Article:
For quite some time Cole has been a tad bit obsessed with the San Diego Chargers. I could go into great detail here about the breadth of his obsession, but alas, this blog is not about him.
But I digress, because of said obsession, he has been hounding Tony and I to take him to see the Chargers play. I am sure if you were to ask Cole he would emphatically state that this is his biggest heart's desire.
A few weeks before Cole's birthday, my dad called and asked if it would be okay if he gave Cole Chargers tickets in honor of the big day. Admittedly, it took me a few days to call my dad back. My dad is always so very, very generous with us, and this gift seemed a bit extravagant. Finally, I relented and agreed that my dad could surprise Cole with tickets.
Last Tuesday, on Cole's birthday, I told him that I would check him out of school so that we could go to lunch with Grandpa and celebrate. As I was doing the morning dishes, Tony and I got to talking about how excited we were for Cole and how much fun it would be to see the look on his face when he opened the tickets.
"This will be a wonderful memory Cole will always have of your dad." Tony whispered in my ear as he kissed me goodbye.
And that is when it hit me. My dad is dying. I actually had to say it out loud, as if vocalizing it would somehow make it feel more real. I know the reality, my heart knows it's true, and yet, I tend to cope with it by trying not to think about it.
I cleaned and I cried. I mopped and I wept. And I wondered if this was possibly the last birthday Cole would have with my Dad.
The kids and I have a bit of a game we play that helps us deal with the ambiguity that is my dad's cancer. "Will Grandpa be here for Christmas?" Oh, yes.
"Will Grandpa be there for my wedding?" No. "When I get my Eagle?" I'm not sure. My dance recital? My mission? Easter? And so it goes. We mark the time in events rather than in days, and somehow the inevitable, the unthinkable, becomes easier to accept.
I had a difficult time maintaining my composure as Cole and I drove to Apollo Burger. Twice my dad called to confirm the location and directions. I recognized his "chemo brain" and patiently guided him to the correct spot. I grimaced as I witnessed his severe pain in walking only 20 feet to our seat. I pretended not to notice his trembling hands, his translucent skin, his puffy face. It saddened me to look at the card he had written for Cole, and see how his once beautiful penmanship had turned shaky and uncertain.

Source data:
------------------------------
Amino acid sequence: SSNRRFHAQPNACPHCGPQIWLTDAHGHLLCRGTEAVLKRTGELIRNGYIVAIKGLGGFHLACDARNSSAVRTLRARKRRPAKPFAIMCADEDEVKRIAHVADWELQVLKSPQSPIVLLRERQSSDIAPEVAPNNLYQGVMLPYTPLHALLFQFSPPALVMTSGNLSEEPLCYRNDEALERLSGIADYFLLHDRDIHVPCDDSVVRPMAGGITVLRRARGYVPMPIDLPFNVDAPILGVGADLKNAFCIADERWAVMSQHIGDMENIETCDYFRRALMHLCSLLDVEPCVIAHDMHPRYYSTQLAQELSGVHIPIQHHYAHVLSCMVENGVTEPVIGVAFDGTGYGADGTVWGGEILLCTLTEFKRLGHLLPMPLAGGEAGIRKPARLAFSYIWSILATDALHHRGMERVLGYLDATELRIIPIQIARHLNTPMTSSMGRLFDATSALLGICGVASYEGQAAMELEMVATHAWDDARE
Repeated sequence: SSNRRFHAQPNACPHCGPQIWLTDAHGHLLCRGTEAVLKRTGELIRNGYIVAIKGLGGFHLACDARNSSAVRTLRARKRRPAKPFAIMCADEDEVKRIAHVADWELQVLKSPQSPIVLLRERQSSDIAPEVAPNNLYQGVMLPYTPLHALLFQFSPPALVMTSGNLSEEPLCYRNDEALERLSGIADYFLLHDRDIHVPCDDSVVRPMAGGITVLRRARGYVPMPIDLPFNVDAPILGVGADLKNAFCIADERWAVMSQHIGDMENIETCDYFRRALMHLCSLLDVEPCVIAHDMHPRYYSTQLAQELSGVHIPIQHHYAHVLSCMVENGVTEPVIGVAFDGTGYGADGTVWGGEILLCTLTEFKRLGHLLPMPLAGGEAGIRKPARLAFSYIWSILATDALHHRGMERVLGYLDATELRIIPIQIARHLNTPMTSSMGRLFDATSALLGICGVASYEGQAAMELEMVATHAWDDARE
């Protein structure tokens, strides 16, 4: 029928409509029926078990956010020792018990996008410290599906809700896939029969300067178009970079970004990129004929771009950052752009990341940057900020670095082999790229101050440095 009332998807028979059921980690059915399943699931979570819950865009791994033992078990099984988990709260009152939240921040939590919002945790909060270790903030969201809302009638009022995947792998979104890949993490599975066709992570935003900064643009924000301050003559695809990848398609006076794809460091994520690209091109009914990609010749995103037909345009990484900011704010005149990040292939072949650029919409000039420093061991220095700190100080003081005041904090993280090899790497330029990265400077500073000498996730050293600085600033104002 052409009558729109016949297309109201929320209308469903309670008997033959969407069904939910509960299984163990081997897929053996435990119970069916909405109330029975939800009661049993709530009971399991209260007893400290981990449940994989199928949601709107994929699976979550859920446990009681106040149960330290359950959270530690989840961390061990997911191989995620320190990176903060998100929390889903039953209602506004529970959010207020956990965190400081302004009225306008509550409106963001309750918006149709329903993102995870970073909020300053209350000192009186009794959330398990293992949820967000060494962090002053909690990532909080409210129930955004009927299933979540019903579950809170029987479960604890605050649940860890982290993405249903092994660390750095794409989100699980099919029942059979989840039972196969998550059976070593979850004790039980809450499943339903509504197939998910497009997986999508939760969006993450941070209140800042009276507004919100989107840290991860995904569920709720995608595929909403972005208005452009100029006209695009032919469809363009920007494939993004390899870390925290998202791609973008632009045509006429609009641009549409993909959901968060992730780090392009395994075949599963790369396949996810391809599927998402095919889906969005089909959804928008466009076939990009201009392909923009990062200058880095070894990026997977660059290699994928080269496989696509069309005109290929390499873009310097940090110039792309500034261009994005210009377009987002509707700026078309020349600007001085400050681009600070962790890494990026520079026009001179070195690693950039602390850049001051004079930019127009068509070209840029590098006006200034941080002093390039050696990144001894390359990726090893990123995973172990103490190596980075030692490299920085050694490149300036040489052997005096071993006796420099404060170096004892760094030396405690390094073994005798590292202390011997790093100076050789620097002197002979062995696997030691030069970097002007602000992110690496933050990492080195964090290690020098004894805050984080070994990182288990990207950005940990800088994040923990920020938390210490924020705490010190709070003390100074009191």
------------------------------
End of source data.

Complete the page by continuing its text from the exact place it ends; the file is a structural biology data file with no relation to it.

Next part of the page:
The moment came and he handed his gift to Cole explaining that he didn't know what to buy him, so he hoped that Cole liked gift cards. I saw the familiar twinkle in his eye as we both watched and waited for Cole's reaction.
It sounds so silly to write, but I can't remember a moment so beautiful. I watched as Cole squealed in delight and then began crying tears of joy. Not just a few courtesy tears, but streams and streams of happy tears. A real dream come true for my little boy.
Before long Dad and I also were crying happy tears...right there in the middle of Apollo Burger, over our onion rings and hamburgers. I watched Cole throw his arms around my dad, and marveled at how big he seemed against my Dad's thin frame. I smiled as sweet baby Miles climbed into my Dad's lap and alternated between patting at his cheeks and laying his head upon Dad's chest. I savored the moment.
Over the course of lunch, Dad told me that he had gone to get his "obituary picture" taken. We laughed a bit at the absurdity of it all, but his comment stayed with me. I thought about it the entire day and most days since then, and the conclusion I have come to is this: When the day comes that Cole and I look back on my dad's life, I hope we don't have to look at his picture and try to remember him. Rather, I hope that the memory we have of Apollo Burger and the Chargers tickets will be emblazoned on our hearts. I hope that Cole's 11th birthday with my Dad will be a memory that is imprinted in his mind forever. I hope he remembers his grandpa, an imperfect man, and yet someone who loved him beyond measure.
And I hope that my Dad can take the memory of this day with him as well.